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University of Maryland students place first nationally in Solar Decathlon competition

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Architecture students are accustomed to designing structures; but nothing like reACT.

Malik Johnson Williams is a graduate student at the University of Maryland in College Park who helped design the energy-efficient, solar-powered home.

"It's been incredible to really go through the entire design process from drawings to full construction and seeing how everything gets put together," he told ABC7 News.

ReACT stands for resilient Adaptive Climate Technology.

Alla Elmahadi is one of about 400 students who contributed to the project.

"I think what made our house stand out was this really strong integration between architecture and engineering and sort of the innovative ideas we put forward," Elmahadi said.

The house features a hydroponic garden, a courtyard with living walls, predictive automation, and design features that make future upgrades simpler.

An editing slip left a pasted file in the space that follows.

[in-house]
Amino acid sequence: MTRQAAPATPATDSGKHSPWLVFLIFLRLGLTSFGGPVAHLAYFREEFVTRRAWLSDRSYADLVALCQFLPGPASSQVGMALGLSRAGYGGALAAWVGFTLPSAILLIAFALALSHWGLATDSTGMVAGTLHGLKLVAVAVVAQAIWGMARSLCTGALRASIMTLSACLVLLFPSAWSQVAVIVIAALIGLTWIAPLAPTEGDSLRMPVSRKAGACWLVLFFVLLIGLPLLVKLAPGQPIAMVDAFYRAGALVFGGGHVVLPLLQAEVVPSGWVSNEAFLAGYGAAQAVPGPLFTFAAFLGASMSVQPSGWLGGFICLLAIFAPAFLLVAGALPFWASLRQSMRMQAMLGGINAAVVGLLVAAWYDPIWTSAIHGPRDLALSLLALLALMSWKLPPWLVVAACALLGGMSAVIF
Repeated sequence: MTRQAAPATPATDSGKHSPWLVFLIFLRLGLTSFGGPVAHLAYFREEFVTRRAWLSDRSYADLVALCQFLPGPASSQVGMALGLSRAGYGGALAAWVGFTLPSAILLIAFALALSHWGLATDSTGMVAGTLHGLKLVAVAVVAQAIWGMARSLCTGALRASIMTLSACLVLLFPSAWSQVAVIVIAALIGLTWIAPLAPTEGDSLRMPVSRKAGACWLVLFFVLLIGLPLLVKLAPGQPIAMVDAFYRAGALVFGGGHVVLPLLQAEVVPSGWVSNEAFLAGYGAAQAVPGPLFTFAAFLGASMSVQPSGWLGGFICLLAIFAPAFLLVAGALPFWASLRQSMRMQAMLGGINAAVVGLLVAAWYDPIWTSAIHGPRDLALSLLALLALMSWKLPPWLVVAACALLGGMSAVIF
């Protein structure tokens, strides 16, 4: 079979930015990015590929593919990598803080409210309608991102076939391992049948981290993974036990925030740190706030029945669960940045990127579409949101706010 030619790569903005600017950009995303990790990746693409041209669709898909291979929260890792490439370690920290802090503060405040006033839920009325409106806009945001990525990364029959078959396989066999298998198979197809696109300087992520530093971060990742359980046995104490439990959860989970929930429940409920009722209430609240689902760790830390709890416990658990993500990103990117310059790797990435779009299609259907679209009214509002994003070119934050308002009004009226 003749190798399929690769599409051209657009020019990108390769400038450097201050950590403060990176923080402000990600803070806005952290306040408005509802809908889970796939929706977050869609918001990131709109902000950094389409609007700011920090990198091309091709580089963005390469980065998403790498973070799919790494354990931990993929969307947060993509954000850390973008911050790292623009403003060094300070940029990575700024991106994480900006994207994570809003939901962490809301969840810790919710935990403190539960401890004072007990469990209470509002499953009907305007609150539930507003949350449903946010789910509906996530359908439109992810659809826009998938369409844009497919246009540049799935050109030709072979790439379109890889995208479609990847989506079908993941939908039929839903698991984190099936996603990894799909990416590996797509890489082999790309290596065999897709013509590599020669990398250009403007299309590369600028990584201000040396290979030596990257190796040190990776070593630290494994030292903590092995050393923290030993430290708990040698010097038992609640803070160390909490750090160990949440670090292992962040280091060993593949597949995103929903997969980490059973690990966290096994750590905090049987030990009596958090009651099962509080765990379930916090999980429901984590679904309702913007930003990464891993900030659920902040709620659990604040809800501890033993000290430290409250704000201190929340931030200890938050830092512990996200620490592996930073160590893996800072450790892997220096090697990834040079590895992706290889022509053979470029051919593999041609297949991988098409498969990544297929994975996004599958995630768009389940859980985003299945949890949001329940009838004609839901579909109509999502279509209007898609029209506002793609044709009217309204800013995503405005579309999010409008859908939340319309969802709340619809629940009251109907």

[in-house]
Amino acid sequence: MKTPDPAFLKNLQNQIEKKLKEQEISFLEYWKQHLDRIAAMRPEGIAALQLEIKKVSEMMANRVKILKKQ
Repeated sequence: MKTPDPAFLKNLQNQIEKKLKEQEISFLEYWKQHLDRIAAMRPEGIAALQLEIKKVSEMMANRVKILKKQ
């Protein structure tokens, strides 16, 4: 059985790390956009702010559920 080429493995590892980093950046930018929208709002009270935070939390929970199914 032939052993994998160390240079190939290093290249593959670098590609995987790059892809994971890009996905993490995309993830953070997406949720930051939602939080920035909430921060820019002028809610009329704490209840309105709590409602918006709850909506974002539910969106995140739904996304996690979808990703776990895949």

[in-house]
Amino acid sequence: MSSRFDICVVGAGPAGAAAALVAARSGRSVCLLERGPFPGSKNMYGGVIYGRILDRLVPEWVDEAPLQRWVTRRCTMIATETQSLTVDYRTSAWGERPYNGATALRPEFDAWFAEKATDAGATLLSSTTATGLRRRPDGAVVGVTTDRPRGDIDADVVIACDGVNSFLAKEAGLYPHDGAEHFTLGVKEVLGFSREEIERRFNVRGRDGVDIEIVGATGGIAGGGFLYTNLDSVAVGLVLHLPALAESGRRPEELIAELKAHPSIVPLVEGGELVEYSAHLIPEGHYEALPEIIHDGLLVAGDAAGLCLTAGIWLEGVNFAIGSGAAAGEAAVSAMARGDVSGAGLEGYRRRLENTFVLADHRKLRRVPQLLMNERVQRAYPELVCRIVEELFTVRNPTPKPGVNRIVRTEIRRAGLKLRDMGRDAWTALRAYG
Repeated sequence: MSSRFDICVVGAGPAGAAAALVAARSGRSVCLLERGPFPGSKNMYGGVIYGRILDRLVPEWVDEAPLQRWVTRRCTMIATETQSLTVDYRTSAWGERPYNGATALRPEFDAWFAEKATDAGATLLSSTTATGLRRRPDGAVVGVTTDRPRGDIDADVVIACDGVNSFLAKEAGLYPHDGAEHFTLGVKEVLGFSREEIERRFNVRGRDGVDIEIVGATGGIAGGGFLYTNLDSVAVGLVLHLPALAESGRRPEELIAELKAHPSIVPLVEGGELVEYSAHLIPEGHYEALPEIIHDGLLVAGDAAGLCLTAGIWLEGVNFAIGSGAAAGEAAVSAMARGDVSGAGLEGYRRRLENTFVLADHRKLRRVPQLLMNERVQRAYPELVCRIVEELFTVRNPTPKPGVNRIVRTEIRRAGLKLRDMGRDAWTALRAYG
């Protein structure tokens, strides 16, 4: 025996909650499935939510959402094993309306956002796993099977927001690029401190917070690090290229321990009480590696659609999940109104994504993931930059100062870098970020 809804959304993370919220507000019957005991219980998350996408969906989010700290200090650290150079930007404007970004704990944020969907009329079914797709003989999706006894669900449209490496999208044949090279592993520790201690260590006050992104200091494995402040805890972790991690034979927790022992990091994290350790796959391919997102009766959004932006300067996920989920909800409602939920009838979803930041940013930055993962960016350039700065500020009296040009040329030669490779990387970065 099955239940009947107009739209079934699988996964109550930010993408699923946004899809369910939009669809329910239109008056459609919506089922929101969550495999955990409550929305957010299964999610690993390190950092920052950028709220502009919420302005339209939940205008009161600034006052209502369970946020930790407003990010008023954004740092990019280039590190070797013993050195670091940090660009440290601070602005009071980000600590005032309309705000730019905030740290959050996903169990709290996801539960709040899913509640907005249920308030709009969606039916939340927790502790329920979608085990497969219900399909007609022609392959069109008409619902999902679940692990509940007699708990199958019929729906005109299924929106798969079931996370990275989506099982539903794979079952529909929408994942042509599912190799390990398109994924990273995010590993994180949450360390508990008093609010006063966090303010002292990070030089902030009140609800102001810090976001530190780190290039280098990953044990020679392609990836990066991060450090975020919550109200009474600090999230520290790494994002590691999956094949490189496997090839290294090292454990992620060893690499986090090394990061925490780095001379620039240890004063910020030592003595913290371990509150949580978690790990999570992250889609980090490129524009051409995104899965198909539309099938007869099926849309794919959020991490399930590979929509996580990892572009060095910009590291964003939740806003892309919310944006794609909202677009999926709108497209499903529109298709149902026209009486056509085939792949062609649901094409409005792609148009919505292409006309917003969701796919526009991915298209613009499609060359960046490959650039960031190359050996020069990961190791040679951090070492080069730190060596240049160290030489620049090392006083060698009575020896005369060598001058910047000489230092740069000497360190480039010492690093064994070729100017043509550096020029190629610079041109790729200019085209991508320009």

Garth Rockcastle is an architecture professor at Maryland who helped lead the project. He described it as: "A super smart house where it actually anticipates weather and it knows that if three days from now it's going to get colder it has the capacity to start storing heat."

The house took two years to design and construct. In October, it was ready for competition at the Department of Energy's Solar Decathlon in Denver. Judges were impressed.

ReACT placed second in the world and first in the United States. The win carries a cash prize of $225,000 and represents the third national win for Maryland. In 2007, the team came in first place in the U.S. and was first in the U.S. and world in 2011.

Students say being a part of the project has changed their perspective. Williams explained, "It's also made me rethink about what is sustainability and how do we create sustainable communities that will continue on into generations?"

The solar-powered home will be used as a research and education center at the University of Maryland.

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